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SIMULATION FOR OPTIMISED BATTERY PERFORMANCE Advancing electric vehicle battery characterisation

Jul 12, 2022

With electric vehicles now set to become the norm, an increase in battery efficiency is one of the biggest challenges that engineers face. This article highlights some engineering simulation solutions to optimise battery performance.

Battery-powered electric vehicles (EVs) and hybrid electric vehicles (HEVs) have been gaining market share as the public’s environmental concerns drive the demand for better fuel efficiency. Apart from the need to improve the mileage one can drive before recharging, battery reliability is another major concern. Effective cooling in intense charge or discharge conditions is crucial to minimising the risk of operating these batteries in vehicles. An increase in battery efficiency is one of the biggest challenges that engineers face. While Li-ion batteries are currently the best option available, its high mass reduces fuel efficiency in automobiles, and their potential flammability makes them dangerous, particularly in the event of a crash.

Exploring new options

Researchers worldwide are trying to develop a better battery to replace Li-ion technology. For now, optimising the configuration of Li-ion batteries is the best method of increasing battery performance, but batteries are complex systems that are difficult to model and test using physical prototypes. Numerical simulation is an indispensable tool for battery designers and researchers. Since the battery is a multi-physics application, its simulation involves many different disciplines, including, but not limited to, electro-chemical modelling, electrical circuit modelling, electromagnetic modelling and thermal modelling. Here we present one method of using engineering simulation solutions to optimise battery performance and function by comparing different numerical approaches.

Five-step simulation approach

  1. Develop an equivalent circuit model (ECM) with Ansys Twin Builder.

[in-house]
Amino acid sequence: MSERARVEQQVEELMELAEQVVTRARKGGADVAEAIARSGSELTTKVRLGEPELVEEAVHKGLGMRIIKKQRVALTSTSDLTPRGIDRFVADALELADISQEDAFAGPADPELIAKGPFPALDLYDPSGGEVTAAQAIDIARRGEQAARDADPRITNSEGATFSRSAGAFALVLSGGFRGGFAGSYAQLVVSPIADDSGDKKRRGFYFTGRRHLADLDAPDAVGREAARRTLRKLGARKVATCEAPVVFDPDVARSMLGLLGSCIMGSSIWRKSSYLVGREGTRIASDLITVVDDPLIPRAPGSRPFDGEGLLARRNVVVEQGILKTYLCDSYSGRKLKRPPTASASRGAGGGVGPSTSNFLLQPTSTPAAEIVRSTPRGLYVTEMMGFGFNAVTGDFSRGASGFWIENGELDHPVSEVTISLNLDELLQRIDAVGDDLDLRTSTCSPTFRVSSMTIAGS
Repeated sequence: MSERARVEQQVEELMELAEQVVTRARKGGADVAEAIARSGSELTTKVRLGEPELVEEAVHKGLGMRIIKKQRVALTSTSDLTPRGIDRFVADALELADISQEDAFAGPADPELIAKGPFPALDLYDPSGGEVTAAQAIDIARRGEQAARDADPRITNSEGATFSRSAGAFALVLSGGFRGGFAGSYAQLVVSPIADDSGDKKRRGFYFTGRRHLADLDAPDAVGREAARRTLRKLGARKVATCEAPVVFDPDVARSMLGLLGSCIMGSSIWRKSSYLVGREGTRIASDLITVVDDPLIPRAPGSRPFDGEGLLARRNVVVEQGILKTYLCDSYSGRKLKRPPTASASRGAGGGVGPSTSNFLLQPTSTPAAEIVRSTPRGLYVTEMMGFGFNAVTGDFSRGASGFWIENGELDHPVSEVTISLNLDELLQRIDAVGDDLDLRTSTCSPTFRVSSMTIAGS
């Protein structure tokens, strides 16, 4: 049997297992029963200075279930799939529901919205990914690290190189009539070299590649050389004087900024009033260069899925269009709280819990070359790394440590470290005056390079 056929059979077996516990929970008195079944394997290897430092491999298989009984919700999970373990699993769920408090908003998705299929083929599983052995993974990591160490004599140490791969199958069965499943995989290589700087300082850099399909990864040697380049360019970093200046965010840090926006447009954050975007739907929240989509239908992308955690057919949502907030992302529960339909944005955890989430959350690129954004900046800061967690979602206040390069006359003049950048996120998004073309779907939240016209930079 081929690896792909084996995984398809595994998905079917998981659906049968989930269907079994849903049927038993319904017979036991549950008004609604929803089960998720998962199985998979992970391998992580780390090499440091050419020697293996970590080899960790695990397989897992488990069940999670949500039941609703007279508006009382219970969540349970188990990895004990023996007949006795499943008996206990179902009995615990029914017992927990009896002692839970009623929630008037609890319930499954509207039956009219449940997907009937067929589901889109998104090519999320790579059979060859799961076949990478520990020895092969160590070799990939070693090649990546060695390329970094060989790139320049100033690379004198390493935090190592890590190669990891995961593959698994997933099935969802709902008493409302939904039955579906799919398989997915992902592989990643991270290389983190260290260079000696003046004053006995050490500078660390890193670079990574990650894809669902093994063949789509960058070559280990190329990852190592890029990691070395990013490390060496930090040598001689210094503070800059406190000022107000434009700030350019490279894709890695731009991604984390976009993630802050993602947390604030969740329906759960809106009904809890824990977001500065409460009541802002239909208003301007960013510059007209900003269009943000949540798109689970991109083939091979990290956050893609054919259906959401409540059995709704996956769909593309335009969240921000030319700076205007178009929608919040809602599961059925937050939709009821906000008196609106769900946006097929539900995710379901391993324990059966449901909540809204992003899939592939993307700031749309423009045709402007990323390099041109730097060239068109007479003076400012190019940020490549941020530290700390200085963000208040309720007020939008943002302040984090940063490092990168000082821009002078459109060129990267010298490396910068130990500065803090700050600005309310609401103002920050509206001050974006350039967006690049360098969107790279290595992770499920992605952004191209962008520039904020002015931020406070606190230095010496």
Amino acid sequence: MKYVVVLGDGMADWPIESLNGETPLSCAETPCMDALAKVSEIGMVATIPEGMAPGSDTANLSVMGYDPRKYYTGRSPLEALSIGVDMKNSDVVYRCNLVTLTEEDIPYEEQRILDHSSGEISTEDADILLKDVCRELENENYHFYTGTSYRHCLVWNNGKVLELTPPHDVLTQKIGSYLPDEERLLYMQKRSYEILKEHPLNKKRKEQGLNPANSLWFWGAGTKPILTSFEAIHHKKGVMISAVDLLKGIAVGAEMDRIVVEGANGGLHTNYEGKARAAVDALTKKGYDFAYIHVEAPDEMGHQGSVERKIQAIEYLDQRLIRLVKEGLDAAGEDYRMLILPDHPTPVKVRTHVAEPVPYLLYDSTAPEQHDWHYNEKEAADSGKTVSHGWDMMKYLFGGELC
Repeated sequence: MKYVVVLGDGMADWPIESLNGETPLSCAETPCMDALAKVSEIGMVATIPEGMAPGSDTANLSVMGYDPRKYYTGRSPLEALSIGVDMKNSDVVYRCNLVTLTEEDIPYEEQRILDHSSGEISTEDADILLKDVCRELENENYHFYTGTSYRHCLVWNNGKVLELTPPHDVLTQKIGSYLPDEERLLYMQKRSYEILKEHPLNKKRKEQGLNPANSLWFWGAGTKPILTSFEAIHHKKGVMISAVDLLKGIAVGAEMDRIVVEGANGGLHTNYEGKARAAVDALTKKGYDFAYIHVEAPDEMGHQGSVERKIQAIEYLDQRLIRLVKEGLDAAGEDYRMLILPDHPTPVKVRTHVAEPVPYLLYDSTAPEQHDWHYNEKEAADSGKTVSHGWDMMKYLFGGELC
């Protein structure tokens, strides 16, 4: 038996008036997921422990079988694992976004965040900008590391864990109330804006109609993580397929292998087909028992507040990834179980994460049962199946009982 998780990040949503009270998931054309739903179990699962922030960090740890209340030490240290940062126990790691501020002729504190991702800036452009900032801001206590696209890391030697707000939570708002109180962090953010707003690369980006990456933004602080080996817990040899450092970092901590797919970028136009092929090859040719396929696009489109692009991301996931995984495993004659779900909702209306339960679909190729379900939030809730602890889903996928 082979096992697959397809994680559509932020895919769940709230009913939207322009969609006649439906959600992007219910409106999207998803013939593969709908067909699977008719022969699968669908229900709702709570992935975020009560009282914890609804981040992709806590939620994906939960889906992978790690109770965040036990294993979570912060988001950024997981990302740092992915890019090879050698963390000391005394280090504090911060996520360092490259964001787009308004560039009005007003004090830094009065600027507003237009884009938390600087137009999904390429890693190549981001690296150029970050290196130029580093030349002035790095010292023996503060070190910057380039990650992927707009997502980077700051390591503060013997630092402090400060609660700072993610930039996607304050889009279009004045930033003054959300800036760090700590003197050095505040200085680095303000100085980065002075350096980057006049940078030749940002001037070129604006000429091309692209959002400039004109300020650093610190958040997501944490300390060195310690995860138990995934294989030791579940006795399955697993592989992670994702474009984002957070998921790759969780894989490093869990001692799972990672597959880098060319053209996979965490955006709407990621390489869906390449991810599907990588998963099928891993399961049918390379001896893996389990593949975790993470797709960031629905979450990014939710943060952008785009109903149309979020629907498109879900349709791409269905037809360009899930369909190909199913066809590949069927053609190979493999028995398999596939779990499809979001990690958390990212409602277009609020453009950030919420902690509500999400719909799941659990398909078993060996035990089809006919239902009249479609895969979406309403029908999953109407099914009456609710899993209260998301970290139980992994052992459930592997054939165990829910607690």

2. Perform computational fluid dynamics simulations to determine the thermal characteristics of the battery. The performance of the battery will be impacted by the temperature profile.

  3. Create a thermal reduced order model (ROM) derived from CFD simulation training data. In case of a time-constant mass flow rate, a linear and time invariant (LTI)-ROM can be derived to achieve the reduced model. Next, apply a linear parameter varying (LPV)-ROM to determine how the cooling flow rate depends on the drive cycle.

  4. Combine the ECM and LPV-ROM in Ansys Twin Builder and perform drive cycle simulation on this combined thermo electrical battery model.

  5. Integrate the thermo electrical battery model in a car system model or race simulator.

  1. Creating an ECM model from Hybrid Pulse Power Characterisation (HPPC)

    The performance of a Li-ion battery can be represented using an equivalent circuit model (ECM) as it’s easy to implement and consists of the open circuit voltage (Voc), internal series resistance (RS) and one or more parallel resistance or capacitance units. It can represent the state of charge (SOC) and dynamic behaviour of the battery, and also calculates the internal heat loss in the cell due to electrochemistry. The ECM parameters can be estimated based on a curve fitting of the hybrid pulse power characterisation (HPPC). The HPPC data contain the voltage measurement under current pulse for different SOC levels, temperature and the discharge rate. An accurate fitting of the model to the HPPC data is mandatory to estimate ECM parameters.